Eritrea’s involvement in Somalia, which includes hosting Mr Aweys’s base in Asmara and probably giving him logistical help, may have been one way of its retaliating against Ethiopia for Meles’s prevarication over the boundary commission determination of April 2002. I remind your Lordships that, under the distinguished chairmanship of the British jurist Sir Elihu Lauterpacht, the commission tried to get agreement on physical delimitation but finally had to admit defeat in September 2006, contenting itself with expressing the border in terms of its co-ordinates. If the UN had been much firmer since then with Addis Ababa in calling for unconditional acceptance of the commission’s determination, for removal of their troops from Eritrean territory and for demilitarisation of the legal boundary, it would have allowed both countries to divert enormous amounts of money and manpower lavished on their armed forces over the last six and half years into peaceful development. It would have meant that both countries might have been co-operating in the development of a peaceful political settlement for Somalia.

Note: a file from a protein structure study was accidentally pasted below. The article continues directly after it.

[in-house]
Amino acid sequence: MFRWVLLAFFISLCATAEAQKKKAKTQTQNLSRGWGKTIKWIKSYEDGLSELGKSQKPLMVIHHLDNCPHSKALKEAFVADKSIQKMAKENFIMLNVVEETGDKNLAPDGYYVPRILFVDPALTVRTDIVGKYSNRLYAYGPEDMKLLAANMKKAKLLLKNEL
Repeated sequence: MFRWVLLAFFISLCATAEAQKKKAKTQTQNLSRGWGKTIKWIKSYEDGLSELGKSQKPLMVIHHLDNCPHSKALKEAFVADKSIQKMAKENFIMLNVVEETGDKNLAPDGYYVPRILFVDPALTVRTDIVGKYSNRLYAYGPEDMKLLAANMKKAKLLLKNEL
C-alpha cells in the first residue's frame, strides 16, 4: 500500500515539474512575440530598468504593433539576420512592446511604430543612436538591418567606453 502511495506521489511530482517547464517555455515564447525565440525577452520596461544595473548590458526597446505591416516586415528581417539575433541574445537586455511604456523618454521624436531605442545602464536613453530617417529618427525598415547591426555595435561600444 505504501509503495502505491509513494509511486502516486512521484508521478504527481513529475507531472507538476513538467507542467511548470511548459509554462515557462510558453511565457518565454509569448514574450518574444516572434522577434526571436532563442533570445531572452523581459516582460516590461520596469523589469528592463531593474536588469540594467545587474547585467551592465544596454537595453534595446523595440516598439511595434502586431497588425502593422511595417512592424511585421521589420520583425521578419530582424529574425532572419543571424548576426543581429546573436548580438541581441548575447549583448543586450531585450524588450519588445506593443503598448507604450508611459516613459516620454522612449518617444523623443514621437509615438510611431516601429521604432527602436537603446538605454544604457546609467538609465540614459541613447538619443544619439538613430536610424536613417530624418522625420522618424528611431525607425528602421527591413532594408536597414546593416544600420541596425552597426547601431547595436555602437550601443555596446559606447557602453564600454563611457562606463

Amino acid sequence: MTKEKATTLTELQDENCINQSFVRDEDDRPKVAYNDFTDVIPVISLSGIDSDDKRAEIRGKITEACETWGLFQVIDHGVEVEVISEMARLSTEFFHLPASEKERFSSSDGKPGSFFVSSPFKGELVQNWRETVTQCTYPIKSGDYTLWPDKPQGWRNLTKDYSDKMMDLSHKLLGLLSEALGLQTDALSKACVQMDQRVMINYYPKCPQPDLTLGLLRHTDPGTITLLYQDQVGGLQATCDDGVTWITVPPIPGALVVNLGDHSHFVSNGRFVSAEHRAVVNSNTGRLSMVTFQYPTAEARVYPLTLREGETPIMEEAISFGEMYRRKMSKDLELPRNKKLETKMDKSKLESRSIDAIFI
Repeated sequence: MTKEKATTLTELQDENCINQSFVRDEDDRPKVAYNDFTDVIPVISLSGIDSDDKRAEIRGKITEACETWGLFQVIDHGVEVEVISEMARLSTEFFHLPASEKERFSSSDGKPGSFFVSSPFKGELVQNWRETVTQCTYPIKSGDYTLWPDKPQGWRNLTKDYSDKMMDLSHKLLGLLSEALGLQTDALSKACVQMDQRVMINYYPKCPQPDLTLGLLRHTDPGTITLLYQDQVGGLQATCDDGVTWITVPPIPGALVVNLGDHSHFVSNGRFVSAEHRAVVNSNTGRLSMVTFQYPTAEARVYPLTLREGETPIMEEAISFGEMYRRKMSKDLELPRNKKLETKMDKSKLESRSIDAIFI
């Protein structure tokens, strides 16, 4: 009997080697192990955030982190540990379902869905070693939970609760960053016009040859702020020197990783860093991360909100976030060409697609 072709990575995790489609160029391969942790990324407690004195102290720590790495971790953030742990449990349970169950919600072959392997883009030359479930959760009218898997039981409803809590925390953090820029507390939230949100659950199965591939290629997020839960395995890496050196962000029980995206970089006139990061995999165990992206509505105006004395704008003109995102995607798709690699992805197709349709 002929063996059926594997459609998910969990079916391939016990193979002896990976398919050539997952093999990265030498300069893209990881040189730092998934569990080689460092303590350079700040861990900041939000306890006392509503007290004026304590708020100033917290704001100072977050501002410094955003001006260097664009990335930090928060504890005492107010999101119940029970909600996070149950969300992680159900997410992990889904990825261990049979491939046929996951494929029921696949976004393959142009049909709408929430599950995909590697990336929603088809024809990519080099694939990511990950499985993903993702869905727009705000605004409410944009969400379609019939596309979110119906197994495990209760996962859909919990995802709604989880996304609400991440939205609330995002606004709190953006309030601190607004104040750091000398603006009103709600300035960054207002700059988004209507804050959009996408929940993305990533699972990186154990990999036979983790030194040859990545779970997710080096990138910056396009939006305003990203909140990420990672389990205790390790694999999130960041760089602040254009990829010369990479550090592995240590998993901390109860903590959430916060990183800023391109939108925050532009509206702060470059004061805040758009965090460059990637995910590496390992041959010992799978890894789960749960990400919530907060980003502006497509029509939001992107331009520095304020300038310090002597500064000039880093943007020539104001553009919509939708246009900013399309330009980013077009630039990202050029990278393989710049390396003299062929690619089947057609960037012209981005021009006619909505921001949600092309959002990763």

If the AU cannot persuade member states to reinforce AMISOM and the Security Council ignores the problem, the AU should consider how at least to protect Somaliland, which has been de facto independent for the past 18 years, now under a democratically elected Government. The Minister told me in a Written Answer that we were reassessing the situation in Somaliland to see how we can implement our programmes of assistance and opportunities of enhancing our support. One way would be to encourage the AU to recognise Somaliland, so that it would have the backing of international law against any attempt by Mr Aweys to occupy it, and to stabilise it against further acts of terrorism. Somalia is already a haven for terrorists and pirates, and we should at least seek international agreement to prevent them extending their control over a law-abiding neighbour.